You may sometimes see the Crosley name today on cheap record players, but from what we can tell that company isn’t connected with the Crosley Radio company that was a powerhouse in the field from 1921 to 1956. [Uniservo] looks at two of the very early entries from Crosley: the model VIII and the XJ. You can see the video of both radios, below.
The company started by making car parts but grew rapidly and entered the radio business very successfully in 1921. We can only imagine what a non-technical person thought of these radios with all the knobs and switches, for some it must have been very intimidating.
The model VIII had two large knobs, three small knobs, and a switch. Oddly enough there were very few markings on the knobs, as you were expected to know how to use a tuned RF radio. The large knobs were for tuning capacitors and the switch was for coil taps, while the three small knobs controlled the tube filament supplies.
We thought at first that each filament control knob had a jack above it. As it turns out, they aren’t jacks but peepholes. You sight through the holes to see how brightly the filament burns to adjust them properly. With the three tubes, you still needed headphones or an external amplifier. The variable capacitors are “book style” which is a rarity now. Watching the cam and spring adjust the capacitor makes you wonder how many other ways you could build a variable capacitor.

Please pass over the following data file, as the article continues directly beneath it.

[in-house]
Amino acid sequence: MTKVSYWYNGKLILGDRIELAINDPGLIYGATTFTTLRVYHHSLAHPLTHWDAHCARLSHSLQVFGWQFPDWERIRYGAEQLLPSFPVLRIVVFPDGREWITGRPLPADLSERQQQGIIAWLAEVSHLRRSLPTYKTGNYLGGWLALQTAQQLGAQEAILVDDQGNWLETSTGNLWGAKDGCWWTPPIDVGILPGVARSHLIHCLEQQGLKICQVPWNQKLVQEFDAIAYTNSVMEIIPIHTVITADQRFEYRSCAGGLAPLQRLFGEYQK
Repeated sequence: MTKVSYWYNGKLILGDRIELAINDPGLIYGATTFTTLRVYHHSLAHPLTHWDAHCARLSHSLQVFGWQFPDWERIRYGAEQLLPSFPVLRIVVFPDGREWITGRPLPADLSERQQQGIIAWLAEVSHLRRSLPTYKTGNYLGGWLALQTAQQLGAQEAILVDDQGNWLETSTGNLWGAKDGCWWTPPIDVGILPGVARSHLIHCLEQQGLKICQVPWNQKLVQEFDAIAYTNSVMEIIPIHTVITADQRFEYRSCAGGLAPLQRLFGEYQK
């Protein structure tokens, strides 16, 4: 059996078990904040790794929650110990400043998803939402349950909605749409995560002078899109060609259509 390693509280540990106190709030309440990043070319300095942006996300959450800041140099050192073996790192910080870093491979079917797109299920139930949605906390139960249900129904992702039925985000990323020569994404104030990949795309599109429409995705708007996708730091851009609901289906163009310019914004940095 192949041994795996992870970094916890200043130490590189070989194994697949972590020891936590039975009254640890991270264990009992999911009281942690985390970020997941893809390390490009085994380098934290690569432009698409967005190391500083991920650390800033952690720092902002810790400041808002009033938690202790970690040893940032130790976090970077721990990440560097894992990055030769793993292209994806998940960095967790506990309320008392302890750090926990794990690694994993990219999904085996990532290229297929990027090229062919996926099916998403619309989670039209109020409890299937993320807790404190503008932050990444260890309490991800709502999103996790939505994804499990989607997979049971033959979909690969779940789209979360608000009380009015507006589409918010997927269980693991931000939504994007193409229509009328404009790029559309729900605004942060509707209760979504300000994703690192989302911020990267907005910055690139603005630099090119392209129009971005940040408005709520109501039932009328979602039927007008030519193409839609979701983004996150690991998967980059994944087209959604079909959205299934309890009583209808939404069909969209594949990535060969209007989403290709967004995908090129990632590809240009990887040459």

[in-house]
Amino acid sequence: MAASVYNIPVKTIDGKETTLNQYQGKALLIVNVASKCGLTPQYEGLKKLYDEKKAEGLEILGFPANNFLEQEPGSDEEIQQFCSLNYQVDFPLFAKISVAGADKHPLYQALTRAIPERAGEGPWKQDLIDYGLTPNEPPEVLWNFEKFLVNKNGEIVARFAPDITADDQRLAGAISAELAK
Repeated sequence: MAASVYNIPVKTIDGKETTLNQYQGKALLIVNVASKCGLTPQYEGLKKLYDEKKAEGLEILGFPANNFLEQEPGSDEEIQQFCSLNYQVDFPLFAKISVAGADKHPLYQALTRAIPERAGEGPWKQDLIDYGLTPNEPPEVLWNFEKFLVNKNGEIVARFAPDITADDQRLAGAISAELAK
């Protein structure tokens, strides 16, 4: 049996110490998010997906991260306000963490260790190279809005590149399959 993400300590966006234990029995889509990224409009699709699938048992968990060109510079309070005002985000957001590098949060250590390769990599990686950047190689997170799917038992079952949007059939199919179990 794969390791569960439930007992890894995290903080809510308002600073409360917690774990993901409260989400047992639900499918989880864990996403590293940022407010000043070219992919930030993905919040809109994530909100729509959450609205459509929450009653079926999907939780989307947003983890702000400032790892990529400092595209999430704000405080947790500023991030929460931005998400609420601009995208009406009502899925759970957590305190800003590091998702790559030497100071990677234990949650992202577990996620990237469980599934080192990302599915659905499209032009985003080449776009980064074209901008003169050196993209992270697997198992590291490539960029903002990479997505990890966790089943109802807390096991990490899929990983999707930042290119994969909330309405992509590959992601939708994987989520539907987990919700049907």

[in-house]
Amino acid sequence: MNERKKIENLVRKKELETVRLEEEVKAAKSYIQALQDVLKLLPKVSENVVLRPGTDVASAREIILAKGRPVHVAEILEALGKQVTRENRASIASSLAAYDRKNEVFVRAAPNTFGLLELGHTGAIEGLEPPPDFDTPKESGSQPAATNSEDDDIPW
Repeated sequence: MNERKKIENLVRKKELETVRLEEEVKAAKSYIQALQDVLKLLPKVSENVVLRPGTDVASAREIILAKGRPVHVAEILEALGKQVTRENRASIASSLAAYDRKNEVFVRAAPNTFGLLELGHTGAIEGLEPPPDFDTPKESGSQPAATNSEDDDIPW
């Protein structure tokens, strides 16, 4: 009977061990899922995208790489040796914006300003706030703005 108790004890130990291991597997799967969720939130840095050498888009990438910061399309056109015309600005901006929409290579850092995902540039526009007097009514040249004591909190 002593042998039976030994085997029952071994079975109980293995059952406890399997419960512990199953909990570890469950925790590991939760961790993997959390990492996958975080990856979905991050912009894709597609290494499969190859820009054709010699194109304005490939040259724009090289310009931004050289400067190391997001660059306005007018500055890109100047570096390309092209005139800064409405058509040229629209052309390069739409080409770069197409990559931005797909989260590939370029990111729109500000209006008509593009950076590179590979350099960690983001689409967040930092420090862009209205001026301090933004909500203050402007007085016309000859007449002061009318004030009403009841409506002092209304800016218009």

The XJ is similar although you’ll find an extra tube and peephole. There’s also a normal headphone jack. You can see some cost-cutting measures in this radio. It still used the book capacitors, though. These old radios are almost like craft pieces and we wonder what the person who wired them by hand would think if they knew we were looking at their work almost a century later.
If you want to know more about the man behind Crosley — and his dog — and how their desire to sell more radios led to the creation of the WLW radio station. Of course, the TRF design didn’t survive long and gave way to the superheterodyne.